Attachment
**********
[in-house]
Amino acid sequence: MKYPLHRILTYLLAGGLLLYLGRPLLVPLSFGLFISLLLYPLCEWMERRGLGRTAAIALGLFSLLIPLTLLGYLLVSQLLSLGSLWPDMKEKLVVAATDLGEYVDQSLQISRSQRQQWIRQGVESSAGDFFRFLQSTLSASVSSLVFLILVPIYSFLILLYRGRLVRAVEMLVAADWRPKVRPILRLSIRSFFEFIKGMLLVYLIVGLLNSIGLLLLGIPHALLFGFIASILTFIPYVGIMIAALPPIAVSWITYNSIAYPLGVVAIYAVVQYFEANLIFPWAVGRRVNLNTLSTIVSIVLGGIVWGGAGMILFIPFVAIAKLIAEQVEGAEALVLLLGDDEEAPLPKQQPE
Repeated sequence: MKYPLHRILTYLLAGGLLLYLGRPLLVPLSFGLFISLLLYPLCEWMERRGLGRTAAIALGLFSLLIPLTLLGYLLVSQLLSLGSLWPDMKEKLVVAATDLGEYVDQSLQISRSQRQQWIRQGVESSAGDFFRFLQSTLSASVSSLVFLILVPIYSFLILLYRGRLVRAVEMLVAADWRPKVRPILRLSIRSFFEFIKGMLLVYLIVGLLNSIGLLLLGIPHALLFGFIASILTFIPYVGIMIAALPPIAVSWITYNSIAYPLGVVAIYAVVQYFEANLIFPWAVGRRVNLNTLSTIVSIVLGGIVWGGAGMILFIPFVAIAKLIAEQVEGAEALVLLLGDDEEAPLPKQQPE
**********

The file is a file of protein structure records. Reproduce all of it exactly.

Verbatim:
[in-house]
Amino acid sequence: MKYPLHRILTYLLAGGLLLYLGRPLLVPLSFGLFISLLLYPLCEWMERRGLGRTAAIALGLFSLLIPLTLLGYLLVSQLLSLGSLWPDMKEKLVVAATDLGEYVDQSLQISRSQRQQWIRQGVESSAGDFFRFLQSTLSASVSSLVFLILVPIYSFLILLYRGRLVRAVEMLVAADWRPKVRPILRLSIRSFFEFIKGMLLVYLIVGLLNSIGLLLLGIPHALLFGFIASILTFIPYVGIMIAALPPIAVSWITYNSIAYPLGVVAIYAVVQYFEANLIFPWAVGRRVNLNTLSTIVSIVLGGIVWGGAGMILFIPFVAIAKLIAEQVEGAEALVLLLGDDEEAPLPKQQPE
Repeated sequence: MKYPLHRILTYLLAGGLLLYLGRPLLVPLSFGLFISLLLYPLCEWMERRGLGRTAAIALGLFSLLIPLTLLGYLLVSQLLSLGSLWPDMKEKLVVAATDLGEYVDQSLQISRSQRQQWIRQGVESSAGDFFRFLQSTLSASVSSLVFLILVPIYSFLILLYRGRLVRAVEMLVAADWRPKVRPILRLSIRSFFEFIKGMLLVYLIVGLLNSIGLLLLGIPHALLFGFIASILTFIPYVGIMIAALPPIAVSWITYNSIAYPLGVVAIYAVVQYFEANLIFPWAVGRRVNLNTLSTIVSIVLGGIVWGGAGMILFIPFVAIAKLIAEQVEGAEALVLLLGDDEEAPLPKQQPE